In March 2015, the Commonwealth Transportation Board (CTB) identified Candidate Build Alternative 2, the addition of two lanes of capacity in each direction including the construction of a new bridge and replacement of the existing bridge, with a decision regarding the management option to be made at a later date. In its resolution, the CTB encouraged the Hampton Roads Transportation Planning Organization (HRTPO) and the Hampton Roads Transportation Accountability Commission (HRTAC) to work with VDOT to identify funding for inclusion in the HRTPO planning documents and to determine the appropriate management options for the corridor.

In July 2015, VDOT embarked on a phasing study to determine how best to deliver the project. VDOT evaluated cost and schedule risks with the phased construction approach that would enable construction to begin on the I-64 High-Rise Bridge. The Hampton Roads Transportation Planning Organization endorsed the study's findings and made the decision to build the project in two phases.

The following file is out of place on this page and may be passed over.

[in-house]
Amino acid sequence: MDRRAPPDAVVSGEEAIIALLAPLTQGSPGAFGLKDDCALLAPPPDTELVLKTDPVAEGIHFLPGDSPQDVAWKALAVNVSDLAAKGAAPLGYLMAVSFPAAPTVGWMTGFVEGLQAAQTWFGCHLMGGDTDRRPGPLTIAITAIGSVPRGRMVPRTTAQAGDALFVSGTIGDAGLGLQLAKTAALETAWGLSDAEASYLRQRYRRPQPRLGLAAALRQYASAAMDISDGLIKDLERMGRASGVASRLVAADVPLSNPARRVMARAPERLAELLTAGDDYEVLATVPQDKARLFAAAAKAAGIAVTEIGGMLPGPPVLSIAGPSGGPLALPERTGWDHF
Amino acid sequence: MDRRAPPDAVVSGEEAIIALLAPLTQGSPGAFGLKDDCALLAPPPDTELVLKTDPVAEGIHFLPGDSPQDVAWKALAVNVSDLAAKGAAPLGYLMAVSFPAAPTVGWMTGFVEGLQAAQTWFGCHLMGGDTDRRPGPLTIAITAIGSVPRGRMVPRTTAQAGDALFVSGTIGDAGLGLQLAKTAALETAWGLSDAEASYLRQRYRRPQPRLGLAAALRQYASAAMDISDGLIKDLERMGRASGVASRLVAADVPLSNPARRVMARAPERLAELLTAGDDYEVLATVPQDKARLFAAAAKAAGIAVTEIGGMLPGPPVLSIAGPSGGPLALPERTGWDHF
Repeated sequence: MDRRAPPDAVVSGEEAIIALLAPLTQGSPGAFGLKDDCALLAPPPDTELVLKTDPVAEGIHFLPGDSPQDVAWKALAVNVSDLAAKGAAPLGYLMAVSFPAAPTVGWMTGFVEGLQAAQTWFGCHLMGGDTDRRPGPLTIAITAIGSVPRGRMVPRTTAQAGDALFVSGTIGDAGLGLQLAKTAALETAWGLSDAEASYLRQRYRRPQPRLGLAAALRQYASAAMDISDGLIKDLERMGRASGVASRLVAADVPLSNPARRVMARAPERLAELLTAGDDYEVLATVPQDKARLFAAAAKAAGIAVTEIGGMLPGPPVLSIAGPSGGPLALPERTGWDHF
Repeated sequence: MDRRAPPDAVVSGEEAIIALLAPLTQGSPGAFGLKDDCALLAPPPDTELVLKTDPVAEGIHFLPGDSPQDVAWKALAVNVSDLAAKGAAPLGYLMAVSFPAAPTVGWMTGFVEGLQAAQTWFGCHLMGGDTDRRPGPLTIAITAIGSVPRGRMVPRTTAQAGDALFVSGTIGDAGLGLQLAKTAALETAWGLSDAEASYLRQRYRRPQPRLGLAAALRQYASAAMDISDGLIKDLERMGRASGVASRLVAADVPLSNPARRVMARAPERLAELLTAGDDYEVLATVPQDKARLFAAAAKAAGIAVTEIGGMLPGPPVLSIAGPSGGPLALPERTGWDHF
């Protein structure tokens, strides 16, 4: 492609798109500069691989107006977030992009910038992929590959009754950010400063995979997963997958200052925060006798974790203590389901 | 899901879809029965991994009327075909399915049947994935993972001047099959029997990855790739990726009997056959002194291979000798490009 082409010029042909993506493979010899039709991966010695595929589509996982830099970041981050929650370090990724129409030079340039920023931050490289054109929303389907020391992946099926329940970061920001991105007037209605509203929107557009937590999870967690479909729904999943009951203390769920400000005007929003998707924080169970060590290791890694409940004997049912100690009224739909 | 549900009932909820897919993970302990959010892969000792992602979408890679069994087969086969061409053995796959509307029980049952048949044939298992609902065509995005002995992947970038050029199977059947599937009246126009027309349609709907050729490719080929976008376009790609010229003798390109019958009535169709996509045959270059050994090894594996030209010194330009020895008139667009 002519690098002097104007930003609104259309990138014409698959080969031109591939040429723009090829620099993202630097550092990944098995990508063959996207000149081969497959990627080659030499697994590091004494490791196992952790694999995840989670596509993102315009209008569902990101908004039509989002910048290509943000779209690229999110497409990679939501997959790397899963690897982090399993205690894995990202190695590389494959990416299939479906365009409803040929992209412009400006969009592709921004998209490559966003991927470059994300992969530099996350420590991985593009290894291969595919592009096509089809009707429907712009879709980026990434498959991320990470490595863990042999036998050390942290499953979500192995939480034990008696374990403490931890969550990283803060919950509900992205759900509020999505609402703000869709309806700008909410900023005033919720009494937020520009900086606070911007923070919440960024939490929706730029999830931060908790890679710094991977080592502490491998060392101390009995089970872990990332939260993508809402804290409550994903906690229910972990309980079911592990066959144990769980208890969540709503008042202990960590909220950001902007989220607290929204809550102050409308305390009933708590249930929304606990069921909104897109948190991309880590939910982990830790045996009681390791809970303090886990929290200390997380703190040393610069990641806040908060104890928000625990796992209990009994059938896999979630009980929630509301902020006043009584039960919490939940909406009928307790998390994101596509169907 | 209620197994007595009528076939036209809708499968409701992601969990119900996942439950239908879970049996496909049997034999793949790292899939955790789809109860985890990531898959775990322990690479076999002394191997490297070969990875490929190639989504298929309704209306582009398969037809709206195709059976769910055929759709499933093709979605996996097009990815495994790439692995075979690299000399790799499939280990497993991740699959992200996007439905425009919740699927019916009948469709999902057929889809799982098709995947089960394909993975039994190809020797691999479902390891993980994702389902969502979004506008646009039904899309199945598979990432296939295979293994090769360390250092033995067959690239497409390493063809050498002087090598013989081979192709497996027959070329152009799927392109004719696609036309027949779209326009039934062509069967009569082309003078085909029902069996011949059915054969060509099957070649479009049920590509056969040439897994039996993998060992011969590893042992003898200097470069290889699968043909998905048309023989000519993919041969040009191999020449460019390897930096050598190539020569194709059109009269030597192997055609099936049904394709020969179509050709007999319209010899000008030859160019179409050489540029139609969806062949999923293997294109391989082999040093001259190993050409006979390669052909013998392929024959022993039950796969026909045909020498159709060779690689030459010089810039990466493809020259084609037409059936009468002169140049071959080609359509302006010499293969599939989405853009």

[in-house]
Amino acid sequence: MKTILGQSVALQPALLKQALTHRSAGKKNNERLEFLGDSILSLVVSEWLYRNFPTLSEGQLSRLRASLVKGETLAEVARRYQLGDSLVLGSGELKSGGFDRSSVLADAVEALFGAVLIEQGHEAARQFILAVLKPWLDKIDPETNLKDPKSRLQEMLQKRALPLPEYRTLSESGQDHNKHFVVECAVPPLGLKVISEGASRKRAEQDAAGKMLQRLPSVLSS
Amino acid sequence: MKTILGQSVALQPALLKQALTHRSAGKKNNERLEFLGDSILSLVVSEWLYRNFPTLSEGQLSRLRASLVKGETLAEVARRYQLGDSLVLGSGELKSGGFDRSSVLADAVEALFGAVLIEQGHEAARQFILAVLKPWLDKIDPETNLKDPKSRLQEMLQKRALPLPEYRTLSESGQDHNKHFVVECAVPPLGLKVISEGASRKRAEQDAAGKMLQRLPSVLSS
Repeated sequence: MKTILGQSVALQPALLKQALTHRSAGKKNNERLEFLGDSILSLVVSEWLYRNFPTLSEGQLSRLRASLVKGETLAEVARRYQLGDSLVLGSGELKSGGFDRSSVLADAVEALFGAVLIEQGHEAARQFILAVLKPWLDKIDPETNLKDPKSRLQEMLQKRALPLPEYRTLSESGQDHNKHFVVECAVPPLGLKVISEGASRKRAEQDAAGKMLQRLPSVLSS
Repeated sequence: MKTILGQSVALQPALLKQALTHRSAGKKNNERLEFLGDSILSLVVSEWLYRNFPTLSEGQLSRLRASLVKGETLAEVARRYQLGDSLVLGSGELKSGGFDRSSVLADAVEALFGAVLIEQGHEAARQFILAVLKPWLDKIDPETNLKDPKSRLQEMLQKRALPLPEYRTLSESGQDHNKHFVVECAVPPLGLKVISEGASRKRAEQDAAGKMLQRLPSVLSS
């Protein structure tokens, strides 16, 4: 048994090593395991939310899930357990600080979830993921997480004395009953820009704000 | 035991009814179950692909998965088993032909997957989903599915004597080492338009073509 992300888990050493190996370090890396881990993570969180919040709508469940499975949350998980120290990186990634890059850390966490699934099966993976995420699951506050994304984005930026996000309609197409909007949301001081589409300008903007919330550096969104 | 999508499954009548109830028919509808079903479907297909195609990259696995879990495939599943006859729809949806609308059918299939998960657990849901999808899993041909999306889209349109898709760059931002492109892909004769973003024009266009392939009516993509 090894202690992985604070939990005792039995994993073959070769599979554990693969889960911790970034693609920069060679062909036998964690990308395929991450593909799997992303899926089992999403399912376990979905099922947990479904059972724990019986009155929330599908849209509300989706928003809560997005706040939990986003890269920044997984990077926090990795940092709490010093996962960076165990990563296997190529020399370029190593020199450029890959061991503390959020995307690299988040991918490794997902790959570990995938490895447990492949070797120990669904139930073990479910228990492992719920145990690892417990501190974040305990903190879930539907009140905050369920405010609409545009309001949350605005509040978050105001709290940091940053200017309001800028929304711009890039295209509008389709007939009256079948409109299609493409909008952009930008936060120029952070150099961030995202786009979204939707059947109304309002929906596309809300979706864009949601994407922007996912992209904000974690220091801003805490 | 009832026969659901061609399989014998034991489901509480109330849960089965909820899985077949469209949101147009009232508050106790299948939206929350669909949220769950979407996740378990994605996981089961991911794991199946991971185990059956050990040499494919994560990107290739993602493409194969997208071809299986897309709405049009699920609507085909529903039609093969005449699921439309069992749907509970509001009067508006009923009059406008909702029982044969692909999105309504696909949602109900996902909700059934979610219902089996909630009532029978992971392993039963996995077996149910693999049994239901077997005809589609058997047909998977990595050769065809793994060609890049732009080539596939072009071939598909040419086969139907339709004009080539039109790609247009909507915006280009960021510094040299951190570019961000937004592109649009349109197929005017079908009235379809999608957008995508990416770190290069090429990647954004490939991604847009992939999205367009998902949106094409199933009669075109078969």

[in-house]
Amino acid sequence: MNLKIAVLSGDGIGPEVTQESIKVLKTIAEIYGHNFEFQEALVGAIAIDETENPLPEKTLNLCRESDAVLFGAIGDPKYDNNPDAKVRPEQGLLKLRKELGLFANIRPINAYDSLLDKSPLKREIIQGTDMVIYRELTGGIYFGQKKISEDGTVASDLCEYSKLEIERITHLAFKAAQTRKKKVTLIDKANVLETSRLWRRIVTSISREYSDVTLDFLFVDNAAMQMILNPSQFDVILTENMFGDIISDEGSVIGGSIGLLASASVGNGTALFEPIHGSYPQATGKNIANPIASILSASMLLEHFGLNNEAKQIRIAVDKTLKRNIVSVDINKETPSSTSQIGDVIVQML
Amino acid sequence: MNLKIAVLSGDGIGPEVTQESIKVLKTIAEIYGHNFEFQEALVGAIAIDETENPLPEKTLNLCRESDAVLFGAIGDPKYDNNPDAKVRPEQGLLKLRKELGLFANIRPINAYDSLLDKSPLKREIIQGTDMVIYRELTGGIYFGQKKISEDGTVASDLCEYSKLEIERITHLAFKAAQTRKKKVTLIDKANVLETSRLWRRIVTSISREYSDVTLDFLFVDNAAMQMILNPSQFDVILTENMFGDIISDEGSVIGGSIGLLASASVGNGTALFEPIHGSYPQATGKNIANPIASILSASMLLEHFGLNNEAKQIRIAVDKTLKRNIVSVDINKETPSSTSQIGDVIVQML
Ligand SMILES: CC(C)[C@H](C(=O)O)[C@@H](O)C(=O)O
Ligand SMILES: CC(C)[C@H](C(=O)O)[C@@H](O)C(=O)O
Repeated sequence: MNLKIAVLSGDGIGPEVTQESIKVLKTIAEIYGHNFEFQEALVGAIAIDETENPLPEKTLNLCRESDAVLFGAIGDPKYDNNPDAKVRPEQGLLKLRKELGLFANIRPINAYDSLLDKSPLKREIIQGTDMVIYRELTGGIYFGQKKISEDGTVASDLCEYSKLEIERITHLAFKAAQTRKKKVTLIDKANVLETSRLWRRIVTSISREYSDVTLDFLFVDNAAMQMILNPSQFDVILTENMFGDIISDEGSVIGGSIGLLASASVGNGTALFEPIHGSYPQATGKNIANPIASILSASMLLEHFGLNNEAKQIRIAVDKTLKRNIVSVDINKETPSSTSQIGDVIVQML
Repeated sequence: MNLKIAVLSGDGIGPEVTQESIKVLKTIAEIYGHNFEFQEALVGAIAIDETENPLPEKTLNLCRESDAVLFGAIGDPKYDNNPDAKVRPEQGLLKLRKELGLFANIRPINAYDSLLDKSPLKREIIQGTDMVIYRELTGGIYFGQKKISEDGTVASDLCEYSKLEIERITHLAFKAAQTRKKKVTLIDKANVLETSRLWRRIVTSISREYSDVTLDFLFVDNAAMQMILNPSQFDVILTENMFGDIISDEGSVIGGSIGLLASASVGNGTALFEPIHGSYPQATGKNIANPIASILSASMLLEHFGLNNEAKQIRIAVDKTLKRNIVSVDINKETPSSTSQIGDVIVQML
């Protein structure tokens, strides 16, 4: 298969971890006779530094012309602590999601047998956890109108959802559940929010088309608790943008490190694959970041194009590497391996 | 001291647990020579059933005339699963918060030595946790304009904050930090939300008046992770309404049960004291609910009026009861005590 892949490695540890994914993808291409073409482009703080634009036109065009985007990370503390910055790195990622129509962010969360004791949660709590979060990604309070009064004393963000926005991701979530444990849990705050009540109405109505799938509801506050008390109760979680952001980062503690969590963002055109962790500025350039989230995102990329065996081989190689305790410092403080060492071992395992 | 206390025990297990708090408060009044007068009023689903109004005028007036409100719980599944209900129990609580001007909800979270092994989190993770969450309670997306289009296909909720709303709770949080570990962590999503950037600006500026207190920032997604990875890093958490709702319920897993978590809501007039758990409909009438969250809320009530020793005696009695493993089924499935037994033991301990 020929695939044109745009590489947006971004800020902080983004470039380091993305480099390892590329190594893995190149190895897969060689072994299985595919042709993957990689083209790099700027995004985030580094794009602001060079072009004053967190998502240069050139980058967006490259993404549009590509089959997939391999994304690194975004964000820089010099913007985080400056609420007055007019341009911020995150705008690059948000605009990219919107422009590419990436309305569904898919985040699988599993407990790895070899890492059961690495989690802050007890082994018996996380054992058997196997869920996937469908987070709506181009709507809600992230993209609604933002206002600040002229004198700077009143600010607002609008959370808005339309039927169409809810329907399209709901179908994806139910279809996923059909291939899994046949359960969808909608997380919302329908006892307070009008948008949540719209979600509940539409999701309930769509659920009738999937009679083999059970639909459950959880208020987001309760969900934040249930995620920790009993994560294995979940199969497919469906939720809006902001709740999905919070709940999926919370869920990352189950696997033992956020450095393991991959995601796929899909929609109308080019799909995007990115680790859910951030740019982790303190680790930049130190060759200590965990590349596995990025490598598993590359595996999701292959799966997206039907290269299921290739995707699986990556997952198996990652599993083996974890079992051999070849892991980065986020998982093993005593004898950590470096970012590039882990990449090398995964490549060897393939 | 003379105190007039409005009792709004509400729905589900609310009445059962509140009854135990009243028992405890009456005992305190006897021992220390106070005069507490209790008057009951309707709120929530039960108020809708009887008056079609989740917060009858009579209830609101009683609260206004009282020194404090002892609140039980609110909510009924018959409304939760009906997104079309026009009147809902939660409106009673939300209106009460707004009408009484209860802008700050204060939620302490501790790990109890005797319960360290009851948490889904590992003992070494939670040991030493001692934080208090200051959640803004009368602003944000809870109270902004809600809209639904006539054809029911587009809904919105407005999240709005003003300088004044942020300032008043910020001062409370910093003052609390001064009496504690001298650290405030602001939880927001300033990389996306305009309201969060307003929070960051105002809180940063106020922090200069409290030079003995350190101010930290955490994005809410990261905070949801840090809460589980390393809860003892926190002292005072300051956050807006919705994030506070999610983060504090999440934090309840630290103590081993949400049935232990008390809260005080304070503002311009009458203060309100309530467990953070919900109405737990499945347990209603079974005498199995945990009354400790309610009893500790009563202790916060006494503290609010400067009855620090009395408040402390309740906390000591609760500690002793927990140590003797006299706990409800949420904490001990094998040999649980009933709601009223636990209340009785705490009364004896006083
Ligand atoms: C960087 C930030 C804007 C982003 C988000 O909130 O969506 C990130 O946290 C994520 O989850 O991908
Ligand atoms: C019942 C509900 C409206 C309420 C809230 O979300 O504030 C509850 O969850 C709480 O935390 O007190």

In February 2016, VDOT started development of a Design-Build Contract for Phase 1. The Hampton Roads Transportation Accountability Commission allocated right-of-way and construction funding for Phase 1 at its June 16, 2016 Regular Meeting.

On Aug. 22, 2016, the Federal Highway Administration issued a Finding of No Significant Impact (FONSI), concluding the National Environmental Policy Act process and allowed the project to be advanced to more detailed levels of design.

The request for qualifications from design-build contractors for Phase 1 was issued in August 2016. The request for proposals from qualified design-build contractors who were short-listed was issued in December 2016. The selection process culminated in the contract award by the Commonwealth Transportation Board on Oct. 24, 2017. The notice to proceed (NTP) for the design-build contractor was scheduled for November 2017.